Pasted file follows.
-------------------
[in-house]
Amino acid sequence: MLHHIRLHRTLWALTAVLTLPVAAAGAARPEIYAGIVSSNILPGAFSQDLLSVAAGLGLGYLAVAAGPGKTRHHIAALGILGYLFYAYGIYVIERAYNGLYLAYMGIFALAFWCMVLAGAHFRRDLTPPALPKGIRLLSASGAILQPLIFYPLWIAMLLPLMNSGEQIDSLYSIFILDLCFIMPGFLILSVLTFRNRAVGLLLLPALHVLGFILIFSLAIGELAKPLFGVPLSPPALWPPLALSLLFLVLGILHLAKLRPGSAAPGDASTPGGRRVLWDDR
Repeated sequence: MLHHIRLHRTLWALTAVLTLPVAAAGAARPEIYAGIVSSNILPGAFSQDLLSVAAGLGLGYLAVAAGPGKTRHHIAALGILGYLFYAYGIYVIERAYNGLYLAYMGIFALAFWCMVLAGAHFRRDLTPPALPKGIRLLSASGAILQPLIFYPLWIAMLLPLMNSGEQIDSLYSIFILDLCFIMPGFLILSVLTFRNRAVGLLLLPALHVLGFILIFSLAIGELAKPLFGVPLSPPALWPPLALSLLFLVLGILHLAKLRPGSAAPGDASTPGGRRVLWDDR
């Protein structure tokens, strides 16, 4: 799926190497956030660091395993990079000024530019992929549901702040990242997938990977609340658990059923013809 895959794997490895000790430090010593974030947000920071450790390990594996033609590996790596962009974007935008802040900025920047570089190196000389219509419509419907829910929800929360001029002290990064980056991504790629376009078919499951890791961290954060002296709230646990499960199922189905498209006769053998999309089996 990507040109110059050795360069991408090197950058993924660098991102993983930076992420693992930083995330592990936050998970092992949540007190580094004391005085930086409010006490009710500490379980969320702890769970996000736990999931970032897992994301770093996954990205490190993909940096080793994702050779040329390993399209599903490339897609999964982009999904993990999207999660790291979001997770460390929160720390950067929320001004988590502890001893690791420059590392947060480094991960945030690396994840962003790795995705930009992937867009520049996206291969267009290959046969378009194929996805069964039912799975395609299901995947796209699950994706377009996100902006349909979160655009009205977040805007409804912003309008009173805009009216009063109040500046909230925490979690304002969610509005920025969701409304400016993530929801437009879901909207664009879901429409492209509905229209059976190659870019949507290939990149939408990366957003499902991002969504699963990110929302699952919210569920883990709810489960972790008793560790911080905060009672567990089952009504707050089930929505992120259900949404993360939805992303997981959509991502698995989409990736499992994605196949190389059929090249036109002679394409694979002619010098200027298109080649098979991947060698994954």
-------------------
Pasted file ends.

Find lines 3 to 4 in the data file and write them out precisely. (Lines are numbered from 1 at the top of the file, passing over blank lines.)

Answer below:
Repeated sequence: MLHHIRLHRTLWALTAVLTLPVAAAGAARPEIYAGIVSSNILPGAFSQDLLSVAAGLGLGYLAVAAGPGKTRHHIAALGILGYLFYAYGIYVIERAYNGLYLAYMGIFALAFWCMVLAGAHFRRDLTPPALPKGIRLLSASGAILQPLIFYPLWIAMLLPLMNSGEQIDSLYSIFILDLCFIMPGFLILSVLTFRNRAVGLLLLPALHVLGFILIFSLAIGELAKPLFGVPLSPPALWPPLALSLLFLVLGILHLAKLRPGSAAPGDASTPGGRRVLWDDR
């Protein structure tokens, strides 16, 4: 799926190497956030660091395993990079000024530019992929549901702040990242997938990977609340658990059923013809 895959794997490895000790430090010593974030947000920071450790390990594996033609590996790596962009974007935008802040900025920047570089190196000389219509419509419907829910929800929360001029002290990064980056991504790629376009078919499951890791961290954060002296709230646990499960199922189905498209006769053998999309089996 990507040109110059050795360069991408090197950058993924660098991102993983930076992420693992930083995330592990936050998970092992949540007190580094004391005085930086409010006490009710500490379980969320702890769970996000736990999931970032897992994301770093996954990205490190993909940096080793994702050779040329390993399209599903490339897609999964982009999904993990999207999660790291979001997770460390929160720390950067929320001004988590502890001893690791420059590392947060480094991960945030690396994840962003790795995705930009992937867009520049996206291969267009290959046969378009194929996805069964039912799975395609299901995947796209699950994706377009996100902006349909979160655009009205977040805007409804912003309008009173805009009216009063109040500046909230925490979690304002969610509005920025969701409304400016993530929801437009879901909207664009879901429409492209509905229209059976190659870019949507290939990149939408990366957003499902991002969504699963990110929302699952919210569920883990709810489960972790008793560790911080905060009672567990089952009504707050089930929505992120259900949404993360939805992303997981959509991502698995989409990736499992994605196949190389059929090249036109002679394409694979002619010098200027298109080649098979991947060698994954």